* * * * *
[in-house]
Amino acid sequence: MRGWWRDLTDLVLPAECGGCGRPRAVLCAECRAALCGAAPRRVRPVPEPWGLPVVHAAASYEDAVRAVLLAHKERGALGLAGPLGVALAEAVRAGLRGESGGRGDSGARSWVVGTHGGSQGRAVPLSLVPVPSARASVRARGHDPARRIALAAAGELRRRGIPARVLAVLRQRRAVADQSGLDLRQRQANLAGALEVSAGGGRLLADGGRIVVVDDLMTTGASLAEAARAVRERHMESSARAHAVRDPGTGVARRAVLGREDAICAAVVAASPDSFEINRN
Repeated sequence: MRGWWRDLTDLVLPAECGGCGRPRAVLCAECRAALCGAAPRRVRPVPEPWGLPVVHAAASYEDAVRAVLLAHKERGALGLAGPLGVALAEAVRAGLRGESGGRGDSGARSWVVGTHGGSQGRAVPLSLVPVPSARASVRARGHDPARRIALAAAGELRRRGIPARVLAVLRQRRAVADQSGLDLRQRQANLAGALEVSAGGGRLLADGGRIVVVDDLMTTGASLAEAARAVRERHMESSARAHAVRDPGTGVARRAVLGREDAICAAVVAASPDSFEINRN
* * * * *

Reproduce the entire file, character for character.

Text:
[in-house]
Amino acid sequence: MRGWWRDLTDLVLPAECGGCGRPRAVLCAECRAALCGAAPRRVRPVPEPWGLPVVHAAASYEDAVRAVLLAHKERGALGLAGPLGVALAEAVRAGLRGESGGRGDSGARSWVVGTHGGSQGRAVPLSLVPVPSARASVRARGHDPARRIALAAAGELRRRGIPARVLAVLRQRRAVADQSGLDLRQRQANLAGALEVSAGGGRLLADGGRIVVVDDLMTTGASLAEAARAVRERHMESSARAHAVRDPGTGVARRAVLGREDAICAAVVAASPDSFEINRN
Repeated sequence: MRGWWRDLTDLVLPAECGGCGRPRAVLCAECRAALCGAAPRRVRPVPEPWGLPVVHAAASYEDAVRAVLLAHKERGALGLAGPLGVALAEAVRAGLRGESGGRGDSGARSWVVGTHGGSQGRAVPLSLVPVPSARASVRARGHDPARRIALAAAGELRRRGIPARVLAVLRQRRAVADQSGLDLRQRQANLAGALEVSAGGGRLLADGGRIVVVDDLMTTGASLAEAARAVRERHMESSARAHAVRDPGTGVARRAVLGREDAICAAVVAASPDSFEINRN